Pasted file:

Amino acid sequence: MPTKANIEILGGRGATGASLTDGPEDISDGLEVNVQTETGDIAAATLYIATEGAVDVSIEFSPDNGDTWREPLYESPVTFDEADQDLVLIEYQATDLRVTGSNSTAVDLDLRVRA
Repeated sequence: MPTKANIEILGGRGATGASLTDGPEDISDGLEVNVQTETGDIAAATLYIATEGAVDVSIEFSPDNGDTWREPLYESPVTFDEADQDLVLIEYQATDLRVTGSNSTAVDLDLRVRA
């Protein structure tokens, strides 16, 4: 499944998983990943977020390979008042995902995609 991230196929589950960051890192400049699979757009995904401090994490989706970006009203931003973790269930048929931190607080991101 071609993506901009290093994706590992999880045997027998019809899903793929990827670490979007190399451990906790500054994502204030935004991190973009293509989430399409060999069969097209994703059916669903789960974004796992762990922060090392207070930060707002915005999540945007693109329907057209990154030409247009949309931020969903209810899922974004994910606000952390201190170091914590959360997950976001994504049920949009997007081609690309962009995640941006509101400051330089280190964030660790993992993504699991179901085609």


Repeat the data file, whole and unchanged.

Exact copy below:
Amino acid sequence: MPTKANIEILGGRGATGASLTDGPEDISDGLEVNVQTETGDIAAATLYIATEGAVDVSIEFSPDNGDTWREPLYESPVTFDEADQDLVLIEYQATDLRVTGSNSTAVDLDLRVRA
Repeated sequence: MPTKANIEILGGRGATGASLTDGPEDISDGLEVNVQTETGDIAAATLYIATEGAVDVSIEFSPDNGDTWREPLYESPVTFDEADQDLVLIEYQATDLRVTGSNSTAVDLDLRVRA
């Protein structure tokens, strides 16, 4: 499944998983990943977020390979008042995902995609 991230196929589950960051890192400049699979757009995904401090994490989706970006009203931003973790269930048929931190607080991101 071609993506901009290093994706590992999880045997027998019809899903793929990827670490979007190399451990906790500054994502204030935004991190973009293509989430399409060999069969097209994703059916669903789960974004796992762990922060090392207070930060707002915005999540945007693109329907057209990154030409247009949309931020969903209810899922974004994910606000952390201190170091914590959360997950976001994504049920949009997007081609690309962009995640941006509101400051330089280190964030660790993992993504699991179901085609």